As it happened, I had only just (today) bought two - yes two - not one, but two - credit card holders which claim the ultimate protection from credit card number theft.  I reached into my bag and gave him one.

"For me?  Are you sure?"
"Yes, please take it.  I bought it as a spare"
"Can I pay you..."
"No.  Honestly.  You're welcome to it..."

Grandpa had returned from the loo.  He was waiting - standing up against a wall - and I could tell he was getting impatient, as Granny, with her head tilted to the side was enquiring of the elderly chap where he had left his wife....

We said our goodbyes, got up to leave and I automatically grabbed Granny's wheelie-walker and proceeded to walk towards the coffee shop.  She was left standing, holding my purchases, staring after me in disbelief.  I was steering the walker as I would a baby pram - weaving it in and out of oncoming human traffic. But today, there was no baby and it wasn't a pram.

Chuckling, I turned to see where my mam was.

She was doubled over, laughing.

Grandpa was way in front.  His long black with hot milk on the side could wait no longer.

Friday 17 February 2017

A Random Day In The Life Of The Machinist's Wife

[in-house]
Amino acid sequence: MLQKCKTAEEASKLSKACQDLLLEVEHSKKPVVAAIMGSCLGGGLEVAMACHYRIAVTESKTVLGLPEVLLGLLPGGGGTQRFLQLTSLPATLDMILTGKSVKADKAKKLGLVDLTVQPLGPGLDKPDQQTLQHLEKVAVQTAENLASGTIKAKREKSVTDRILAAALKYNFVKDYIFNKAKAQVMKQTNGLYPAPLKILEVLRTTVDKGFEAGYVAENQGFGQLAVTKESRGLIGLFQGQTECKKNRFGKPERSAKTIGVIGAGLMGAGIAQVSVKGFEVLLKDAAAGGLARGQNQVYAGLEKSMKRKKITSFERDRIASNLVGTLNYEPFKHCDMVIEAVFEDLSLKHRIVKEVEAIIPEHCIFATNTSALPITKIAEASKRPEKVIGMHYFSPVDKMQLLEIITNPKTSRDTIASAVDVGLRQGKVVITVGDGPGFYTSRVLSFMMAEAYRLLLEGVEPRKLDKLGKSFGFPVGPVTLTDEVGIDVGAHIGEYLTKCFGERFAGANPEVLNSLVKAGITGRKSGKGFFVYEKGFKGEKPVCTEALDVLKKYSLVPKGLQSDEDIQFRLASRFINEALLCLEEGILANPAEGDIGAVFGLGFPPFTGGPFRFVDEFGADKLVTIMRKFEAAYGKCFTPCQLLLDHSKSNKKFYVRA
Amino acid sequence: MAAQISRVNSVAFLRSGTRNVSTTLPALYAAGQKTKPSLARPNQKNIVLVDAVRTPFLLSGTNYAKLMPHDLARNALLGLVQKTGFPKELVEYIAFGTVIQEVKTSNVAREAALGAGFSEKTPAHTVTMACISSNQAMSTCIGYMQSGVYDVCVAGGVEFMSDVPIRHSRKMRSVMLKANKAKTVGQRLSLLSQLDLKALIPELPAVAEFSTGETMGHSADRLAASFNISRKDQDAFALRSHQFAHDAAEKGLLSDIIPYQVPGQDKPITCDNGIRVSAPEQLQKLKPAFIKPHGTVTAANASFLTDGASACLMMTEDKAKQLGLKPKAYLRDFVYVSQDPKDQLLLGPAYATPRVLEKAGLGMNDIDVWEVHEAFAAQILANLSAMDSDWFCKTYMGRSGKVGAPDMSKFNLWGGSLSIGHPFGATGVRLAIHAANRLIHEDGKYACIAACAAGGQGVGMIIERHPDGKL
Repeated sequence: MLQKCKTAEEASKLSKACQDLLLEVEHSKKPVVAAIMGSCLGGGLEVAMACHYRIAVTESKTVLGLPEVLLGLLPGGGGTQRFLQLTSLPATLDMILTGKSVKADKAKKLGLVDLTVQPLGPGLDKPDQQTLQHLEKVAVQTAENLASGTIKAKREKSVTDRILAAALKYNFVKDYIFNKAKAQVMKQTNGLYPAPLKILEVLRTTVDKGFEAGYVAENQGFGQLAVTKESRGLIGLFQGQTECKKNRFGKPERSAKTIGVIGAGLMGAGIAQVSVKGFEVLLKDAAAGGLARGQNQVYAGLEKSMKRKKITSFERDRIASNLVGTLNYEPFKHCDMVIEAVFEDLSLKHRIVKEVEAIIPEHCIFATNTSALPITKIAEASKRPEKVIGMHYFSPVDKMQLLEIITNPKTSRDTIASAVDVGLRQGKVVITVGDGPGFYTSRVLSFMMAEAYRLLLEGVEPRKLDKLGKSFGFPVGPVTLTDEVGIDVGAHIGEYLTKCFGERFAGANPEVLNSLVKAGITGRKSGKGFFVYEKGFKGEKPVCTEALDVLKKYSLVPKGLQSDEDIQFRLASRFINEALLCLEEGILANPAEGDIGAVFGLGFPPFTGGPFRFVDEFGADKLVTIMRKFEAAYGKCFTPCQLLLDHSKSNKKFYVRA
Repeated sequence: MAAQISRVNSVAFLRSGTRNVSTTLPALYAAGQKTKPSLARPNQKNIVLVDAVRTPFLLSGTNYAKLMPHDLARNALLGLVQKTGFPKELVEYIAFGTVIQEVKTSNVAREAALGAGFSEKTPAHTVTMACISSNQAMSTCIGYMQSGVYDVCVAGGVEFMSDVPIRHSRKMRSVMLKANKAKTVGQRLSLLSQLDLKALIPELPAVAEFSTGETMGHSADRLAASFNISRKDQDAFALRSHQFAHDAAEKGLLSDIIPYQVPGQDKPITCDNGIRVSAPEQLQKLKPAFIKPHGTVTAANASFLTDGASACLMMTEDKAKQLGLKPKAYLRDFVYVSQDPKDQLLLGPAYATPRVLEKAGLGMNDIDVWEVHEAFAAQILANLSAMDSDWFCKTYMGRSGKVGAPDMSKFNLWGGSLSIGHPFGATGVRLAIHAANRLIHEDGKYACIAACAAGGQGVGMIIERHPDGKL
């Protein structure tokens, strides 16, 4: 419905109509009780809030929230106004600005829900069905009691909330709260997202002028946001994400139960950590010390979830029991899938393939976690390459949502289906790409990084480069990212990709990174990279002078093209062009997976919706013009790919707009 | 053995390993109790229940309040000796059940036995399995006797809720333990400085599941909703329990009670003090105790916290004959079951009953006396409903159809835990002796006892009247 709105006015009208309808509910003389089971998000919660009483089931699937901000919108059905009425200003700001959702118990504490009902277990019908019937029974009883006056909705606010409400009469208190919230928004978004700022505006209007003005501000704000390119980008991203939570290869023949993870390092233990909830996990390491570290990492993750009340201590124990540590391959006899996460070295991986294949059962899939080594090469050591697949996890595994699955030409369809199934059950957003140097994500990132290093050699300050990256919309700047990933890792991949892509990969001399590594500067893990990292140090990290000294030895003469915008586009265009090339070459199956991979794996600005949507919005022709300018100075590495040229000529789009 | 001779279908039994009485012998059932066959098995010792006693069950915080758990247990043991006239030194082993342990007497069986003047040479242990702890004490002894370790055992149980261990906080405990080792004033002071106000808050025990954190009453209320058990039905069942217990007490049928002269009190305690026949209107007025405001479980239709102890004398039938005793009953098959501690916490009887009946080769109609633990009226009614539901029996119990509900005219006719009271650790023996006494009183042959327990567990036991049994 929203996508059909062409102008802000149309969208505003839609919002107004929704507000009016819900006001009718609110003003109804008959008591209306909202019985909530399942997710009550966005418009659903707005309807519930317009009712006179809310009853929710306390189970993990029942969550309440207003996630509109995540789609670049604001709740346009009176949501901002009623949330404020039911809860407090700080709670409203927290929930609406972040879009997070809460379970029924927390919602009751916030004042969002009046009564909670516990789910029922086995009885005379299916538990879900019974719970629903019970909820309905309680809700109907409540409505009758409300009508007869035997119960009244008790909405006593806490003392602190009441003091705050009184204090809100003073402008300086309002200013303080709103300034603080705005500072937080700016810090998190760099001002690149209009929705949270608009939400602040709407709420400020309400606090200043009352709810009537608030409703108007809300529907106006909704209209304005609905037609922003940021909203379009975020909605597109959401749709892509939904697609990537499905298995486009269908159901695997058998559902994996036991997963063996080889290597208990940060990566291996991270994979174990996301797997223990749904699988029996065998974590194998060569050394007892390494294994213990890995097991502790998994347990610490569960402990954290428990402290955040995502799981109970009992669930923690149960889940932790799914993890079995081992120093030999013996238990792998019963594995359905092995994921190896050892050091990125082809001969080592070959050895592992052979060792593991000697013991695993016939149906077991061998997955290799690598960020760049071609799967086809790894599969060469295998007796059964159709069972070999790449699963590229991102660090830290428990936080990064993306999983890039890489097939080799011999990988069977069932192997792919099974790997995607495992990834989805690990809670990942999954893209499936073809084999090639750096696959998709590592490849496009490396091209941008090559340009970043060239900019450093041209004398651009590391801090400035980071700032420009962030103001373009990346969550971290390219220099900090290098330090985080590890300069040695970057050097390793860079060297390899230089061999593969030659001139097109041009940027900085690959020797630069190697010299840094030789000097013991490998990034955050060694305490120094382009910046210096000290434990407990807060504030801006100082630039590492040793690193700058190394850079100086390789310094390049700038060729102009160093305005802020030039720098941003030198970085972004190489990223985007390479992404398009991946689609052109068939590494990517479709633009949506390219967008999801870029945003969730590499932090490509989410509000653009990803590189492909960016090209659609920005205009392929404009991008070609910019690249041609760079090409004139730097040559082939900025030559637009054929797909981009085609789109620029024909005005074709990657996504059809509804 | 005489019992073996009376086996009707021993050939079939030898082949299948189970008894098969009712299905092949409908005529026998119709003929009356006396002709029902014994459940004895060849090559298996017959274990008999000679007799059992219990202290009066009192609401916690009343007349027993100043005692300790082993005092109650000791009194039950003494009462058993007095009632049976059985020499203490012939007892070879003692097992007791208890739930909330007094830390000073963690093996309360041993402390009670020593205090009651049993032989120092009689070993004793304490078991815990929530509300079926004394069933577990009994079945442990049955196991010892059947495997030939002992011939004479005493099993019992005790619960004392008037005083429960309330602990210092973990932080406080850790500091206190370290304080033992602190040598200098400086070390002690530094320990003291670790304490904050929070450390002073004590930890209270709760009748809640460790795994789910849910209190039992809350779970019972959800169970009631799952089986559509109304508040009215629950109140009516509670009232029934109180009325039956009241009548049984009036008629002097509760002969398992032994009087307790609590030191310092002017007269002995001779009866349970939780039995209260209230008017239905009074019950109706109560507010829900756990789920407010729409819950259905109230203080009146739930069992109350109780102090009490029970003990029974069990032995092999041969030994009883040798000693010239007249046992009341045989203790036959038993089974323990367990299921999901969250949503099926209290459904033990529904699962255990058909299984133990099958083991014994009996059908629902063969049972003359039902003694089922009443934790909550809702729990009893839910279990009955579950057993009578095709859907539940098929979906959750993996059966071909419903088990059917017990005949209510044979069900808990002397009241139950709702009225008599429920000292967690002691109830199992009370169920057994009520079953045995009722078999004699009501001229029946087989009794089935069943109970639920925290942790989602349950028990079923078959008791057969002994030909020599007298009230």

I had to return to the microsurgery hospital today, so that the surgeon could check on the status of wound healing, after a procedure on both eyelids.  This is the second time I've had small benign cysts of un-known origin removed from my eyelids.  It seems that I'm 'prone' to get them.  It pains me (yes!) that I may have to go regularly for blimp removal.  (I have this picture in my mind's eye of huge carbuncles with hairs sprouting out of them, weighing my eyelid down).  I know if I mentioned this to my daughters they would tell me not to be so dramatic.

Shhhhhhh....... don't tell them I thought that.

Then it was lunch at Ikea with Sarah and her baby, Lyla Melody (Sarah had offered for them to keep me company, in return for a few "keeping companies" I had done with them.  Not that it matters.  I would have gone with her to prenatal appointments anyway).

We made a pact that we would have lunch only; not wander around the rest of the store.  We were strong and stuck to our resolve.  Lyla was happy about that.  Any time is food time for her!

Because of our uncompromising will-power (jesting), we were able to leave within a reasonable time frame and move on to our next chore:  delivery of products to a customer on the other side of town. It was last on our errands list, and we were making good time (for us).  My plan was to return home,  (a 60km distance), then head in the opposite direction to visit my parents - the Grands.

I never made it in time to see the Grands before their scheduled dinner time.  I only made it to the TV lounge at home, put my feet up and started watching re-runs of "Tabitha's Salon Makeover".

I was awoken by the Machinist -

"....coming for a dip in the pool, Babe?  I've just got to scoop out some leaves and then she's ready to rock and roll....."

Oh the shame of being caught napping.